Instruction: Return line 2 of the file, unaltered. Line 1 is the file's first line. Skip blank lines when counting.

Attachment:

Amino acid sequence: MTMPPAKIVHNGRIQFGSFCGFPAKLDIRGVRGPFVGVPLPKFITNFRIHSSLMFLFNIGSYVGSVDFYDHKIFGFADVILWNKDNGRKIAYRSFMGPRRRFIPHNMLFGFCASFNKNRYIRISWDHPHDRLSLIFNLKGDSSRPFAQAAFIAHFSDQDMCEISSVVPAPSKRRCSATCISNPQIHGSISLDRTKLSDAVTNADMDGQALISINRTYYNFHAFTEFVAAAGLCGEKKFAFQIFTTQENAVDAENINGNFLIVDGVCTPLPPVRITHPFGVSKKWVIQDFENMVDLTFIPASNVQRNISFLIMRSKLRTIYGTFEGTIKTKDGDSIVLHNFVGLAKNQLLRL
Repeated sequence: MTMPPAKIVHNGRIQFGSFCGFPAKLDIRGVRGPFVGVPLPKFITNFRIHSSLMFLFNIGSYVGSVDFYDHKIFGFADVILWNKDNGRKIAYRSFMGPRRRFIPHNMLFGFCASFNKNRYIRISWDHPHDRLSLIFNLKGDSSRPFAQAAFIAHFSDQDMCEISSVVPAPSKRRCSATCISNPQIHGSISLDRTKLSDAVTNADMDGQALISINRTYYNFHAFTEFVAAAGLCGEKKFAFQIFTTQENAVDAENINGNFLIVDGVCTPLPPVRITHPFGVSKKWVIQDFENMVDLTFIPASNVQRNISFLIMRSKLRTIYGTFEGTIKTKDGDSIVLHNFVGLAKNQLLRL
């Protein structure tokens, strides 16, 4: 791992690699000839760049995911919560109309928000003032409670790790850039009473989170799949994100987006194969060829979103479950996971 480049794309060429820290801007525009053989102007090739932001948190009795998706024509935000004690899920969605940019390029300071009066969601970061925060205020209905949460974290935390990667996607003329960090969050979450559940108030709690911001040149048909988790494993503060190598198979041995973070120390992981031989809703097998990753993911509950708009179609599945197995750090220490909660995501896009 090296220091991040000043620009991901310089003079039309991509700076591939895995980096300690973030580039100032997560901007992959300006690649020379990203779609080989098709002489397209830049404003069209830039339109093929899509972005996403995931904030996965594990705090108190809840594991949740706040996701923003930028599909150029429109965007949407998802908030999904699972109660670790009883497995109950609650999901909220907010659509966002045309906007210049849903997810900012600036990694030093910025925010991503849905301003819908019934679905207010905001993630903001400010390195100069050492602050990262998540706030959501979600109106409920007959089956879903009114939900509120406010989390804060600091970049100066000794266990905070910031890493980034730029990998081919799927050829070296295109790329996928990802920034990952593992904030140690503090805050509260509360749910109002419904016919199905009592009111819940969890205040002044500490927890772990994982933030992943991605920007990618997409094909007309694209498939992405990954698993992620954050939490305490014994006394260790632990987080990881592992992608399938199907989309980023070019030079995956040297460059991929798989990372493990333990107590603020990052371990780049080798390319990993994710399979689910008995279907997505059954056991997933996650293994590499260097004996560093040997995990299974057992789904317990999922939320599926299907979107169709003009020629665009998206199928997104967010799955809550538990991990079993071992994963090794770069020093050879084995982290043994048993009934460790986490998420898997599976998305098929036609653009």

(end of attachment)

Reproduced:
Repeated sequence: MTMPPAKIVHNGRIQFGSFCGFPAKLDIRGVRGPFVGVPLPKFITNFRIHSSLMFLFNIGSYVGSVDFYDHKIFGFADVILWNKDNGRKIAYRSFMGPRRRFIPHNMLFGFCASFNKNRYIRISWDHPHDRLSLIFNLKGDSSRPFAQAAFIAHFSDQDMCEISSVVPAPSKRRCSATCISNPQIHGSISLDRTKLSDAVTNADMDGQALISINRTYYNFHAFTEFVAAAGLCGEKKFAFQIFTTQENAVDAENINGNFLIVDGVCTPLPPVRITHPFGVSKKWVIQDFENMVDLTFIPASNVQRNISFLIMRSKLRTIYGTFEGTIKTKDGDSIVLHNFVGLAKNQLLRL